Indeed, as Solomon turns toward the finish line in this final 12th chapter of Ecclesiastes, the exhortation is clear from the first line, Remember your Creator in the days of your youth, before the days of trouble come …

The remainder of this thought goes on to give colorful pictures of aging. Remember God before these things happen …

  • the days of diminished joy and darker gloom from accumulated years and decreased vitality.
  • when the arms and legs tremble, the back is stooped, legs are bent and feeble, the teeth are fewer in number, and the eyes fail as light dims.
  • when one cannot sleep well and the sound of birds is no longer heard.
  • when fears develop about heights and venturing out of the house.
  • the hair turns grey and white, movement is torturously slow, and appetites fail.
  • death comes, and the body returns to the dust of the ground.

So when is the time to make God a priority in life if you have not done so? Right now! If you’re more younger than older, that is a bonus for sure – beyond being the way it should be done. If you’re more older than younger, yes, there has been time lost; but there is no sense in losing more time. And yes again, better late than never.

All of this is because life is ________ … you guessed it – “meaningless” or “vain.”  Again, this is the word used throughout that speaks of brevity, literally of a “breath,” of life as a “poof.”

Know God. Walk and talk with him daily. Life, albeit short, does not work without him.

Wise Investment, and Wise Reverence (Ecclesiastes 11:1-10)

One of the key interpretive points of the nearby American Civil War Antietam Battlefield is the contrast in personalities between the two generals: Robert E. Lee for the Confederacy and George B. McClellan for the Union. Though McClellan’s shortcomings are often over-emphasized and lacking in nuance, it is true that his proclivity was to only offer battle and attack when everything was just right. Lee, on the other hand, was one who looked for opportunity to exploit at every moment. More often than not, his aggressiveness worked out well for him (though an unwise attack at Gettysburg was his major undoing).

Nothing ventured, nothing gained. Paralysis by analysis. Solomon would say that you can’t live that way, always fearful to act in the face of some fraction of unknowns. There will always be things that are unknown. If you waited until you were perfectly, financially secure before getting married, you’ll die single. If you wait until the perfect time to begin a family, you’ll never have kids. If you wait for the perfect moment to invest, you’ll never move your cash out of your checking account or from under your pillow. Or, if you’re like me and never can find the perfect time to take a vacation, you’ll never leave Downsville!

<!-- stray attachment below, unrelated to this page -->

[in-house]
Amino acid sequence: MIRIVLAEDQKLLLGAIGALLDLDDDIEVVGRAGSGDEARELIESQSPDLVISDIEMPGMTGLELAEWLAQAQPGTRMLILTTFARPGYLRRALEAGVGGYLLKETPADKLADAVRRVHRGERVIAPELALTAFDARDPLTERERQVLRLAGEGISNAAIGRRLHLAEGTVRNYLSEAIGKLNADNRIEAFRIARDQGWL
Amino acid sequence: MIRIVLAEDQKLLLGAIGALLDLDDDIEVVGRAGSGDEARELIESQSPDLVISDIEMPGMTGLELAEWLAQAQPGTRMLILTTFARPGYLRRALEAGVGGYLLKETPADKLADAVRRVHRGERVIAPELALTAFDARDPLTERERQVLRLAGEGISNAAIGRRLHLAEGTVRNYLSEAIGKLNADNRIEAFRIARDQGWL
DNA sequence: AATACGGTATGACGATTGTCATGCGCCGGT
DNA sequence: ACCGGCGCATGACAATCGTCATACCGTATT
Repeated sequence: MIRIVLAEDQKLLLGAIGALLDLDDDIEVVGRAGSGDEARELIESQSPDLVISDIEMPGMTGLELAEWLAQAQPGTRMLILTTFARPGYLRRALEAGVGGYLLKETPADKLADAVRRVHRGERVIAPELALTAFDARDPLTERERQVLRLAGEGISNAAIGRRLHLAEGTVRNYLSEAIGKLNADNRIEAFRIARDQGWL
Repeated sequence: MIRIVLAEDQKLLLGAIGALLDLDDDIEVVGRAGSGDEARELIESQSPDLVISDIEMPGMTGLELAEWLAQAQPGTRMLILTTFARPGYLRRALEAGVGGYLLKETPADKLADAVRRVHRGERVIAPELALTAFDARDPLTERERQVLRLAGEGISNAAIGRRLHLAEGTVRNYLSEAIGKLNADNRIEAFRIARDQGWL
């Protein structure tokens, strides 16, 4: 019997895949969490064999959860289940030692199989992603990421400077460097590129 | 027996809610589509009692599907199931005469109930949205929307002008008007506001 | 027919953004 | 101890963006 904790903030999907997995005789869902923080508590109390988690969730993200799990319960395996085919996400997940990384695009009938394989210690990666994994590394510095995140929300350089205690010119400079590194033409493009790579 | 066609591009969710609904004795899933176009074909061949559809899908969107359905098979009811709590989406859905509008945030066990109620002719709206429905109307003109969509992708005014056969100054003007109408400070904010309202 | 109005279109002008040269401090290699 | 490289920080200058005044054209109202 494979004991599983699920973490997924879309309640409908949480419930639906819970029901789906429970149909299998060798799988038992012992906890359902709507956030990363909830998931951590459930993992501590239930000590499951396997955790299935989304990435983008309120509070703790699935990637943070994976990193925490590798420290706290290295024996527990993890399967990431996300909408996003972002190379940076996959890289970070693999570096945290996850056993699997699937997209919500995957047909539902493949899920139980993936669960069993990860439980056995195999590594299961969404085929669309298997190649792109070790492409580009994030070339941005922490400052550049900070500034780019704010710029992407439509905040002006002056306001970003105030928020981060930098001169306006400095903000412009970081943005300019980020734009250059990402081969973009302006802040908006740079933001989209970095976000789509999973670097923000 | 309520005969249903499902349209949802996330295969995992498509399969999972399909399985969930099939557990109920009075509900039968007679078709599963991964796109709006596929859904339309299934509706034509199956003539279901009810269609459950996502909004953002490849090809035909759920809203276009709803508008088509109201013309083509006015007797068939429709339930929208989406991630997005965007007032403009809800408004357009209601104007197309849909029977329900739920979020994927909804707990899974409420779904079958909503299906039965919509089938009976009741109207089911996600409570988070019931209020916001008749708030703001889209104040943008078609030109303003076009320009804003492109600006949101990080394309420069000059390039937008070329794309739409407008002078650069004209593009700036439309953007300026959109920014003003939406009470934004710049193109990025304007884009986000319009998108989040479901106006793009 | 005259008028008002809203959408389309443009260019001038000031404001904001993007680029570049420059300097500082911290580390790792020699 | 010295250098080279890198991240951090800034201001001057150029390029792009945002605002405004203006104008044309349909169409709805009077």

Here’s the problem: nothing is perfect in an imperfect world. The only guarantee is that there are no guarantees. Solomon says that trees fall down – maybe this way, maybe that way – but once it falls, there it lays. Employing a farming illustration, he says that the farmer who is always looking at the sky and fretting over the weather in hopes of the perfect day for planting … well, he’ll never get his seed into the ground. And even a gardening dope like me knows that you can’t have a harvest without having a planting.

Essentially, the advice in today’s chapter 11 of Ecclesiastes is to “go for it” in life. Live! Invest! Be active, yet also be wise and trusting God; and in this fashion one may find some success of reward and happiness in this life that is but a breath – a poof!

A way of being wise is to diversify one’s energies and resources. Investing in multiple ventures brings the best prospect of a reward, while mitigating the real possibilities of loss. This timeless principle underlies investing to this day.

But again, things can go wrong. Disasters can happen. Though we can grow to know more about God and His ways, we can never fully know all that God is involved in doing, or when those events will happen.

But there is no future or life worth living in sitting back and cowering in uncertainties. We should move out boldly in life, doing so early in life and enjoying the vigor of earlier years … all the while being mindful that there is a judgment to come. So grasp life, live boldly, be wise, honor God and His truth, and serve in such a way as to be a blessing to others.

Ecclesiastes 11:1 – Ship your grain across the sea; after many days you may receive a return.

2 Invest in seven ventures, yes, in eight; you do not know what disaster may come upon the land.

3 If clouds are full of water, they pour rain on the earth. Whether a tree falls to the south or to the north, in the place where it falls, there it will lie.

4 Whoever watches the wind will not plant; whoever looks at the clouds will not reap.

5 As you do not know the path of the wind, or how the body is formed in a mother’s womb, so you cannot understand the work of God, the Maker of all things.

6 Sow your seed in the morning, and at evening let your hands not be idle, for you do not know which will succeed, whether this or that, or whether both will do equally well.

7 Light is sweet, and it pleases the eyes to see the sun.

8 However many years anyone may live, let them enjoy them all. But let them remember the days of darkness, for there will be many. Everything to come is meaningless.

9 You who are young, be happy while you are young, and let your heart give you joy in the days of your youth. Follow the ways of your heart and whatever your eyes see, but know that for all these things God will bring you into judgment.

10 So then, banish anxiety from your heart and cast off the troubles of your body, for youth and vigor are meaningless.